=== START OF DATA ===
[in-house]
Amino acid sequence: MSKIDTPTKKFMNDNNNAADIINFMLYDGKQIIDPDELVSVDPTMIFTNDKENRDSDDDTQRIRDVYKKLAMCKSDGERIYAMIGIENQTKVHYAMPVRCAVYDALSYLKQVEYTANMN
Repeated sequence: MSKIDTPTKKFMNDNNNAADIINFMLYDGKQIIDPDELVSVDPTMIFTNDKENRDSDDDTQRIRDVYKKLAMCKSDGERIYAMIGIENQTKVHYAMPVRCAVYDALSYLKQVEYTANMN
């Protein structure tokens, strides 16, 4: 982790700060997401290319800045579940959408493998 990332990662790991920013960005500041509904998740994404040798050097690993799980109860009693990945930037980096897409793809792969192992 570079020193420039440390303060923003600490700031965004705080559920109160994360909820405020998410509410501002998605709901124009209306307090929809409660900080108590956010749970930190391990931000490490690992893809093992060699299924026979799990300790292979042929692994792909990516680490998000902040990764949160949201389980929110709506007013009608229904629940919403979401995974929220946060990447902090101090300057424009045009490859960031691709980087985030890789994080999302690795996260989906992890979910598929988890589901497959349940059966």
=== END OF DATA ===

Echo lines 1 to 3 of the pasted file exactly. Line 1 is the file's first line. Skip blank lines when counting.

[in-house]
Amino acid sequence: MSKIDTPTKKFMNDNNNAADIINFMLYDGKQIIDPDELVSVDPTMIFTNDKENRDSDDDTQRIRDVYKKLAMCKSDGERIYAMIGIENQTKVHYAMPVRCAVYDALSYLKQVEYTANMN
Repeated sequence: MSKIDTPTKKFMNDNNNAADIINFMLYDGKQIIDPDELVSVDPTMIFTNDKENRDSDDDTQRIRDVYKKLAMCKSDGERIYAMIGIENQTKVHYAMPVRCAVYDALSYLKQVEYTANMN